Tom Kramig – Owner, President & CEO, Lake Erie Crushers

Tom Kramig grew up in Cincinnati, Ohio in the 1970’s as a fan of the Big Red Machine. After starting his career as a TV News Producer, he migrated to video production, and eventually, corporate America. In 2016, he purchased the Lake Erie Crushers outside of Cleveland, Ohio, a member of the Frontier Independent Baseball League. In 2018, the Crushers were named Frontier League Organization of the Year.

How do you define success?
The short answer is setting a goal or vision for what you want to achieve and achieving it. This can be either personal such as “I want to be a good spouse or good parent,” or professional such as “We improved our sales or reduced our annual budget.”

What is the key to success?
I would say enjoying the process. Yes, you’re obviously trying to achieve “something,” but it’s also about enjoying the process along the way. Achieving a goal where you make yourself, and quite possibly everyone around you miserable, to me does not represent success. Yes, the goal is important, but so is the journey.

What is the greatest lesson you’ve ever learned?
I would like to think I am not done learning, so it’s tough to say. Always being open to new ideas is important. I am a big believer in lifelong learning and trying to continuously improve yourself. At the end of the day, it all comes down to people and how you interact with others. If you can’t figure that out, it’s going to be tough to succeed.

What are some quotes that you live by?
Don’t really have any “quotes” that I live by, but three basic principles I try to continuously stress are communication, collaboration, and customer service. I think if you focus on those three ideas, you’re a long way towards becoming successful.

What are some of your favorite books?
Doris Kearns Goodwin’s Team of Rivals is an excellent book and has tremendous parallels to the business world. Making It in the Minors by Allyn Freeman has been instrumental in my later-life career change of taking over a Minor League Baseball team. Also, big on presidential biographies.

Tell me about one of the toughest days you’ve had as an entrepreneur.
It’s never fun when you have to let someone go. Sometimes, an individual just isn’t a fit for an organization, or your budget doesn’t allow for that position to continue. As much as you may try to coach someone up, or adapt a job role to fit a person’s personality or skill sets, sometimes it just doesn’t work and you need to let them go. That’s never a good day.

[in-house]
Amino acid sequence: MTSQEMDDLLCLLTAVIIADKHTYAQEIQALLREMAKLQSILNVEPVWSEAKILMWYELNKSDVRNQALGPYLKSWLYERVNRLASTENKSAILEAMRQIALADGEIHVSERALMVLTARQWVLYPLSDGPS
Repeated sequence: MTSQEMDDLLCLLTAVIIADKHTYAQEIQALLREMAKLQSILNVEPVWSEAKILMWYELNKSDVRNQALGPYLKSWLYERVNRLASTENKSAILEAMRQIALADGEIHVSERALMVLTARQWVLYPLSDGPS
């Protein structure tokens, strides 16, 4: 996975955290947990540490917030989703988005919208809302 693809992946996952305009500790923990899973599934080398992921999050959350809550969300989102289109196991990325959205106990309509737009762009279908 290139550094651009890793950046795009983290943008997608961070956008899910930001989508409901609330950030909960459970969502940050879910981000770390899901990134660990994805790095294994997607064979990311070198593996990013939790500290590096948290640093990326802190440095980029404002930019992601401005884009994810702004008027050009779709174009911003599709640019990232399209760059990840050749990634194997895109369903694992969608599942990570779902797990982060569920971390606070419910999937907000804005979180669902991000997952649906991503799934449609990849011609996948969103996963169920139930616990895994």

When faced with adversity, what pushes you to keep moving forward?
Moving forward is what life is all about. Sitting around bemoaning how something didn’t work or the adversity you’re facing doesn’t do any good. Everyone faces adversity. It’s how you respond that defines who you are.

How did you come across the opportunity to purchase the Lake Erie Crushers?
Owning and operating a minor-league baseball team was always an idea in the back of my mind. It started as just digging around the industry to see what was possible, and the more I researched, the more I realized I could make this a reality. And at some point, it came down to a simple concept of “Don’t die wondering” and you take a leap of faith and believe in your own abilities.

What is your vision for the future of the franchise?
I believe this organization can have a tremendously-positive impact on the community, and at the same time, be very successful. I am a big believer in “win-win” scenarios and I think there’s a great opportunity for that with the Crushers and the City of Cleveland’s West Side suburbs.

What advice would you give to young entrepreneurs?
Keep an open mind, a positive attitude, and match those with a tremendous work ethic and good things can happen. Be passionate about “what” you’re doing and don’t just look at the end game. Treat your employees and customers with tremendous respect. If you can achieve all of those, you’re on the right path towards success.



This interview was conducted for research purposes by author Jason Navallo for his upcoming book, Underdog.

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